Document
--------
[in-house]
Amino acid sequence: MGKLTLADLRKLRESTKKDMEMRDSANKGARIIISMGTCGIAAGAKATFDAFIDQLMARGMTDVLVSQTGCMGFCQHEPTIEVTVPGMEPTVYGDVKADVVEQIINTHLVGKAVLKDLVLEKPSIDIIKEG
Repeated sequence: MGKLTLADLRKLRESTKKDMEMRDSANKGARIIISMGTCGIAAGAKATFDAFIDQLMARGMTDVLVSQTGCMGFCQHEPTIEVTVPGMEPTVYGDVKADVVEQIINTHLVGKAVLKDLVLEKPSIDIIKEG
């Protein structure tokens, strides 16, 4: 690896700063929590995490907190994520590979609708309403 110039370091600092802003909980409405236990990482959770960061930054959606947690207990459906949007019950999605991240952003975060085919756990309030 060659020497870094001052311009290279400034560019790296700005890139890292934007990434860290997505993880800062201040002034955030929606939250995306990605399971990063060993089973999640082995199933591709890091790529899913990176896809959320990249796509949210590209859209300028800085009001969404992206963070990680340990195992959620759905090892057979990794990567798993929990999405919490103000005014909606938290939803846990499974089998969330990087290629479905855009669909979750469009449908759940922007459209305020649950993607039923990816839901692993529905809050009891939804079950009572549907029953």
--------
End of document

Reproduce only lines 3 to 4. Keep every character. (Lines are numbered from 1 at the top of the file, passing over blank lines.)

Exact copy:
Repeated sequence: MGKLTLADLRKLRESTKKDMEMRDSANKGARIIISMGTCGIAAGAKATFDAFIDQLMARGMTDVLVSQTGCMGFCQHEPTIEVTVPGMEPTVYGDVKADVVEQIINTHLVGKAVLKDLVLEKPSIDIIKEG
């Protein structure tokens, strides 16, 4: 690896700063929590995490907190994520590979609708309403 110039370091600092802003909980409405236990990482959770960061930054959606947690207990459906949007019950999605991240952003975060085919756990309030 060659020497870094001052311009290279400034560019790296700005890139890292934007990434860290997505993880800062201040002034955030929606939250995306990605399971990063060993089973999640082995199933591709890091790529899913990176896809959320990249796509949210590209859209300028800085009001969404992206963070990680340990195992959620759905090892057979990794990567798993929990999405919490103000005014909606938290939803846990499974089998969330990087290629479905855009669909979750469009449908759940922007459209305020649950993607039923990816839901692993529905809050009891939804079950009572549907029953």